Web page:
September 18, 2003

Losing Dollars and Sense in Iraq

Clark (D-NATO) has entered the race. Now we will see
what he is really made of. I am somewhat disturbed by
the tone of an op-ed piece he wrote recently for (I
think) the London Times. BUT he looked strong and did
not flinch or equivocate on SeeNotNews interview last
night -- for example, he would not be intimidated into
pandering to Sanctimonicutt on "partial birth
abortion," and he said he would appoint Stephen
Breyers to SCOTUS. If he continues to act more like
Dean (D-Jeffords) than Kerry (D-Mekong Delta), i.e. if
he hits hard and does not mince his words, he may be
able to lead. But if he turns and starts acting more
like Kerry than Dean, i.e. pulling his punches and
parsing his words to avoid scaring the
propapunditgandists, he will just become another
candidate...Clark-Dean or Dean-Clark could be a
powerful ticket -- if they do not back down from
savaging the _resident and "all the _resident's men,"
i.e., if they lead, if they say what a large and
growing mass within the electorate wants to hear.
We'll see...Meanwhile, savor another historic speech
from Sen. Robert Byrd (D-WV)....

http://www.commondreams.org/views03/0917-12.htm

Published on Wednesday, September 17, 2003 by
CommonDreams.org
Losing Dollars and Sense in Iraq
by US Senator Robert C. Byrd
Floor Remarks - US Senate
September 17, 2003

I rise today to voice my concern about the disastrous
turn which the fortunes of this nation have taken. The
Bush Administration, in a scant 2 years, has
imperiled our country in the gravest of ways, and set
us up for a possible crisis of mammoth proportions.

I urge my colleagues to think long and hard about the
growing quagmire in Iraq. I urge members of the
President's own party to warn him about the quicksand
he asks America to wade in.


Instead of linking arms with a world which offered its
heart in sympathy after the brutality of the terrorist
attack in September of 2001, this White House, through
hubris and false bravado, has slapped away the hand of
assistance. This Administration has insulted our
allies and friends with its bullying, and go-it-alone
frenzy to attack the nation of Iraq. In order to
justify such an attack, it was decided somewhere in
the White House to blur the images of Saddam Hussein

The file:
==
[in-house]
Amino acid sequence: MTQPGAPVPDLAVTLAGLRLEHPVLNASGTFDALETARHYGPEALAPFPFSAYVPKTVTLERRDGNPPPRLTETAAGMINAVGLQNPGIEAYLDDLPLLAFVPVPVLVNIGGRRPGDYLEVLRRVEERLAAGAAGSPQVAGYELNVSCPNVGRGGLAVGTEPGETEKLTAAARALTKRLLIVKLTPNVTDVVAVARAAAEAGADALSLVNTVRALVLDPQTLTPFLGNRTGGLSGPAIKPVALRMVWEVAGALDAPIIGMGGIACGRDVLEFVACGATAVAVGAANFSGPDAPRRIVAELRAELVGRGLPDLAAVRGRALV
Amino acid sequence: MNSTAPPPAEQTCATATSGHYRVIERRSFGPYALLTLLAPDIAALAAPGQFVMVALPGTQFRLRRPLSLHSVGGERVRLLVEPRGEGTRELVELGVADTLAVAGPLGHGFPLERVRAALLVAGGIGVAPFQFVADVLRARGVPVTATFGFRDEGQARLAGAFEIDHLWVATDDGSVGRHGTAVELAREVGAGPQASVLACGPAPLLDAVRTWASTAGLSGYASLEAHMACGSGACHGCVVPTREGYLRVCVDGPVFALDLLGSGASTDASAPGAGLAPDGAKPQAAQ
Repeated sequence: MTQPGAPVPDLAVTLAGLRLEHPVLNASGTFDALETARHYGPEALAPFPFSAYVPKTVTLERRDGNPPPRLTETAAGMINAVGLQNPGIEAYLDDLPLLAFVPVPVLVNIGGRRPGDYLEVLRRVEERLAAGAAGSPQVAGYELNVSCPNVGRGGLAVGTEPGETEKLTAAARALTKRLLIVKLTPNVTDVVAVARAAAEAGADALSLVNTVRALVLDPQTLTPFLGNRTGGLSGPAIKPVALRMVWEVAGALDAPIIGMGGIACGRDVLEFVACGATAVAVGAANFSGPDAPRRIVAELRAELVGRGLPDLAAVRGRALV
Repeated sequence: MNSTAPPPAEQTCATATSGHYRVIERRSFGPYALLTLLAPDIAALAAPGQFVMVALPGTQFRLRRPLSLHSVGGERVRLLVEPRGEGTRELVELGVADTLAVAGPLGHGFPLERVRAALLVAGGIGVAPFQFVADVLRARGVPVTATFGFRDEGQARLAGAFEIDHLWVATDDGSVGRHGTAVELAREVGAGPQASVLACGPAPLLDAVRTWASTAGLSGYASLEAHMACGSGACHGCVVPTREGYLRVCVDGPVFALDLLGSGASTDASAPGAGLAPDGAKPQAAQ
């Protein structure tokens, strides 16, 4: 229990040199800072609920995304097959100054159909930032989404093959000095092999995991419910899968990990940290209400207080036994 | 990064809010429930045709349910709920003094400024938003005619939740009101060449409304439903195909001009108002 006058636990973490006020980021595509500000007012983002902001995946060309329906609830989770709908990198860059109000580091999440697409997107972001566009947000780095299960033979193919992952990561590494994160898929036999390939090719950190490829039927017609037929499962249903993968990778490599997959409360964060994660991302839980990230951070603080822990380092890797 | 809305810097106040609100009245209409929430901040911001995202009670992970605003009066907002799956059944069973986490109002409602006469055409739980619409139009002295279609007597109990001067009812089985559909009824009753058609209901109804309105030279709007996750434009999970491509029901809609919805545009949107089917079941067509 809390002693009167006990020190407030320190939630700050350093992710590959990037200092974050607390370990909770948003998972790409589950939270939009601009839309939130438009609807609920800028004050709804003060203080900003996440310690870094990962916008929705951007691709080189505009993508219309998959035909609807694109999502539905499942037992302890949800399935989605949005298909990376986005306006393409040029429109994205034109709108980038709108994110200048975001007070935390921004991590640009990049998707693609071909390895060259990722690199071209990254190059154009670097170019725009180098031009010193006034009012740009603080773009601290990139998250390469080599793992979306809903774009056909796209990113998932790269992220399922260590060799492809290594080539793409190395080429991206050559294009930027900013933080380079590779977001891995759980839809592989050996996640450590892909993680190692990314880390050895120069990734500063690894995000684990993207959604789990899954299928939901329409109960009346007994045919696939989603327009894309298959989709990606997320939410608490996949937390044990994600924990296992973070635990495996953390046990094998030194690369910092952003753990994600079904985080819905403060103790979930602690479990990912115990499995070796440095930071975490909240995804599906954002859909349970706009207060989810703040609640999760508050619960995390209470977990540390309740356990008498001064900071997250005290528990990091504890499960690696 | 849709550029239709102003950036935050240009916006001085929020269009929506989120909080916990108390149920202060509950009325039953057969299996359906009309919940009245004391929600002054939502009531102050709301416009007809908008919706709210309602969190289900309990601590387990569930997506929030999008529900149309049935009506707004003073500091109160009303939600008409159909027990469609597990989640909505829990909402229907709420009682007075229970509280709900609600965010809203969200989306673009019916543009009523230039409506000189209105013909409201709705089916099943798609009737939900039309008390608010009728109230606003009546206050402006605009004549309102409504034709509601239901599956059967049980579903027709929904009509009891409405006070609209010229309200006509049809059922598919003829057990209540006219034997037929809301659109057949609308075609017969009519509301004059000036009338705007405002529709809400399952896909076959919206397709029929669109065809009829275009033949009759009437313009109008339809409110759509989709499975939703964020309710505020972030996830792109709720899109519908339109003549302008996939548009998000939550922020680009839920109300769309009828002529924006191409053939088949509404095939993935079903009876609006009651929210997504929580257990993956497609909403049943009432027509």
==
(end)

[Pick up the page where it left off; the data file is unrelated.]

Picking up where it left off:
and Osama Bin Laden. Blurred images notwithstanding,
what is becoming increasingly clear to many Americans
is that they are going to be asked to carry a heavy,
heavy load for a long, long time.

Let me be clear. We are presently engaged in not one,
but two wars. There is the war begun by Osama Bin
Laden who attacked this nation on the 11th of
September, 2001. Then there is the war begun by George
W. Bush when he directed U.S. forces to attack the
city of Baghdad on March 19, 2003. The first war was
thrust upon us. The bombing of Afghanistan was a just
retaliation against that attack. The second war was a
war of our choosing. It was an unnecessary attack upon
a sovereign nation. This President and this
Administration have tried mightily to convince the
people of America that attacking Iraq was critical to
protecting them from terrorism. The case they make is
false, flimsy, and, the war, I believe, was unwise.

The war against Iraq has crippled the global effort to
counter terrorism. The war in Iraq has made a peace
agreement between Israel and its adversaries harder to
obtain. The obsession with Iraq has served to downplay
the resurgence of the Taliban in Afghanistan. The
focus on Saddam Hussein has diverted attention from
Bin Laden, who is apparently still on the loose and
threatening to attack again. The war in Iraq has
alienated our traditional allies and fractured the
cohesive alliance against terrorism which existed
after 9-11. It has made the United States appear to
the world to be a bellicose invader. It has called our
motives into question. It has galvanized the worldwide
terrorism movement against us. The war in Iraq has
cost us lives and treasure. Yet, this President will
shortly request $87 billion more for his ill-fated
adventure. He says we will spend whatever it takes.

Prudence dictates that we consider the risks. This
nation has suffered massive job losses amounting to
93,000 in August alone and approximately 600,000 since
January of this year. Job loss of this magnitude means
less money coming into the treasury and more money
going out. U.S. manufacturing jobs continue to
disappear overseas as companies relocate operations on
other shores. There seems no end to the job
hemorrhage. The manufacturing sector has lost jobs for
37 months in a row. The weak job market threatens to
sap strength from our domestic economy. Should
inflation begin to creep up, as some worry it will,
higher energy costs and lower consumer confidence may
slow the economy further. Suppose another massive al
Quaeda attack were to occur here at home, killing
thousands and delivering another devastating blow to
the U.S. economy? Could we still afford to continue to
send billions to Iraq? At best our future economic
growth is uncertain. There are too many unknowns.

Our deficit is growing. When the $87 billion 2004 Iraq
Supplemental is included, the deficit for 2004 alone
is expected to total $535 billion. That number will
only grow if we continue to experience massive job
loss and the economy takes a turn for the worse. We
can ill afford to finance the rebuilding of Iraq
alone. Yet, President Bush steadfastly resists doing
what it takes to involve the international community.

It should be obvious that we need assistance. The
United States cannot even continue to supply the
troops to secure Iraq without more help. A recent CBO